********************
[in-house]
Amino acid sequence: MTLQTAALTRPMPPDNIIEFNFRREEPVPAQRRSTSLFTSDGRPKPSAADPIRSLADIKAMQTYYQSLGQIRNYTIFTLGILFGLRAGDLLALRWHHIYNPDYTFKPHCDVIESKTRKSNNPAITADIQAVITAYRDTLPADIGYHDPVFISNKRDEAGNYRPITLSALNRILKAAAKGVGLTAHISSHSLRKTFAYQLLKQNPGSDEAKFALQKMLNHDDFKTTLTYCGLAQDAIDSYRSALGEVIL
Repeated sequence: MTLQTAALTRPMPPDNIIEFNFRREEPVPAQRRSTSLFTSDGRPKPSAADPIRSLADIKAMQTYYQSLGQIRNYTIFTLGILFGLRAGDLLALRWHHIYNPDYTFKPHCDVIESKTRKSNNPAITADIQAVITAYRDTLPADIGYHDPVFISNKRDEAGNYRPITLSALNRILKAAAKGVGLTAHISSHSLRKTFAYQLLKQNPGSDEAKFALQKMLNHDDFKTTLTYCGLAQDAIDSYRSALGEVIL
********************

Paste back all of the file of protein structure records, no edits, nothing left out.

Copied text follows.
[in-house]
Amino acid sequence: MTLQTAALTRPMPPDNIIEFNFRREEPVPAQRRSTSLFTSDGRPKPSAADPIRSLADIKAMQTYYQSLGQIRNYTIFTLGILFGLRAGDLLALRWHHIYNPDYTFKPHCDVIESKTRKSNNPAITADIQAVITAYRDTLPADIGYHDPVFISNKRDEAGNYRPITLSALNRILKAAAKGVGLTAHISSHSLRKTFAYQLLKQNPGSDEAKFALQKMLNHDDFKTTLTYCGLAQDAIDSYRSALGEVIL
Repeated sequence: MTLQTAALTRPMPPDNIIEFNFRREEPVPAQRRSTSLFTSDGRPKPSAADPIRSLADIKAMQTYYQSLGQIRNYTIFTLGILFGLRAGDLLALRWHHIYNPDYTFKPHCDVIESKTRKSNNPAITADIQAVITAYRDTLPADIGYHDPVFISNKRDEAGNYRPITLSALNRILKAAAKGVGLTAHISSHSLRKTFAYQLLKQNPGSDEAKFALQKMLNHDDFKTTLTYCGLAQDAIDSYRSALGEVIL